Central Intelligence Agency

For the third time in recent days, a prominent group of former national security officials has signed a letter criticizing President Trump's decision to revoke the security clearance of former CIA Director John Brennan.

In a related development, Trump said in a tweet Monday that he wasn't concerned about Brennan's remarks over the weekend that he might take legal action in response to the president's move.

Updated at 5:07 p.m. ET

The top Democrat on the House Oversight Committee is demanding an explanation of President Trump's decision this week to revoke the security clearance of former CIA Director John Brennan

In a letter to White House chief of staff John Kelly, Rep. Elijah Cummings, D-Md., asked for a detailed briefing on the decision and suggested Trump may have failed to follow proper procedures.

President Trump is looking into revoking the security clearances of several former high-level officials who've criticized him.

Press secretary Sarah Sanders read a list of officials being considered for revocation of their clearances on Monday and said the White House is "exploring the mechanisms" by which the government might take them away.

Federal prosecutors have charged a former CIA software engineer with stealing secret material from the agency and passing it along to "an organization that purports to publicly disseminate classified, sensitive, and confidential information."

The Senate on Thursday confirmed Gina Haspel as CIA director, making her the first woman to lead the spy agency, despite the controversy surrounding her role in the waterboarding program.

The Senate vote of 54-45 in favor of Haspel came mostly along party lines. She needed support from several Democratic senators to win confirmation.

The Senate intelligence committee voted 10-5 Wednesday to recommend Gina Haspel as CIA director despite the controversy surrounding her role in the agency's waterboarding program.

The full Senate now appears all but certain to confirm Haspel within the next week or so, which would make her the first woman to lead the CIA.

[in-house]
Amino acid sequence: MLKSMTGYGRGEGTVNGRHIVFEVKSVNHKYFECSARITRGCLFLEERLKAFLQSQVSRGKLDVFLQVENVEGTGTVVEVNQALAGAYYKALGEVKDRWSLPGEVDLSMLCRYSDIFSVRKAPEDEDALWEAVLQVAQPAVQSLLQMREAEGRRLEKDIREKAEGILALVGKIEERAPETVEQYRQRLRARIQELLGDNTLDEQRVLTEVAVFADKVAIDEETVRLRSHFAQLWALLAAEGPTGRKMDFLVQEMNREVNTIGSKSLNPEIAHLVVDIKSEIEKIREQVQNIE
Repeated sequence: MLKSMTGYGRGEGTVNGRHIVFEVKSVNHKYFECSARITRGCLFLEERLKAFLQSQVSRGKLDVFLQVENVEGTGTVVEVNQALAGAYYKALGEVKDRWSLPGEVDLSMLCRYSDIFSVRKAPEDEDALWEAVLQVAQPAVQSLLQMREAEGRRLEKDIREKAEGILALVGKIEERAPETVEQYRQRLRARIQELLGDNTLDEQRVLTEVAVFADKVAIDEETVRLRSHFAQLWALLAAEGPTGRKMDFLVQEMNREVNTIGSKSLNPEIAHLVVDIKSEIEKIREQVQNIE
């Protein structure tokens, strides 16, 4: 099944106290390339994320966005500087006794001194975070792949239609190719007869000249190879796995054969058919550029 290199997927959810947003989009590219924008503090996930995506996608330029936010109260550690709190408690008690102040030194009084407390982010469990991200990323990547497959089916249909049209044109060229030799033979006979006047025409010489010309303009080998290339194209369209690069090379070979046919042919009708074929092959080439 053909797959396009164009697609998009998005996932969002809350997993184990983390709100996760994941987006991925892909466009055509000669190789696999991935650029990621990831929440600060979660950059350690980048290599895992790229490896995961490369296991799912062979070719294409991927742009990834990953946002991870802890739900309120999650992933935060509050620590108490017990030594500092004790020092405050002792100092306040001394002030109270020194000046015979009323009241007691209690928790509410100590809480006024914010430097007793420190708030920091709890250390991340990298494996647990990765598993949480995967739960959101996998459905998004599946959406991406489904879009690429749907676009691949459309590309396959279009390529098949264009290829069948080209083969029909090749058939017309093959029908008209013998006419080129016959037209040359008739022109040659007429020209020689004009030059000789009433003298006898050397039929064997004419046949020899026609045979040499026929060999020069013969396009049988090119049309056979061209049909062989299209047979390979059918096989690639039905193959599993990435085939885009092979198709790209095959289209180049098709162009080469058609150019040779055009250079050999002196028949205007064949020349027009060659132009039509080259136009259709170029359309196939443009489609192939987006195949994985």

Her confirmation also would complete President Trump's recent shakeup of his national security and foreign policy teams.

Gina Haspel's appearance before the Senate intelligence committee on Wednesday promises to be a very unusual confirmation hearing.

Most every nominee for a top government job has a long public record that is open for scrutiny. Not so with Haspel, who would be the first woman to lead the CIA.

When Michael Hayden ran the CIA and the National Security Agency, his public comments were largely confined to congressional testimony. Now that he's retired, "I'm on Twitter and I'm on CNN," said Hayden.

He was also the featured guest as dozens of former national security officials and several current ones spoke at a recent conference on threats the U.S. faces.

Updated at 6:35 p.m. ET

Mike Pompeo is on track to become secretary of state after a key Republican senator gave a last-minute endorsement of the CIA director.

The secretary of state-designate's nomination was approved by the Senate Foreign Relations Committee Monday night on a party-line vote. The vote was 10 Republicans for Pompeo, nine Democrats against. One Democrat voted present.

Gina Haspel, the first woman nominated to lead the CIA, has a five-foot-tall poster of Johnny Cash in her office. She's an avid University of Kentucky basketball fan — though she transferred from that school and graduated from the rival University of Louisville. She majored in journalism.

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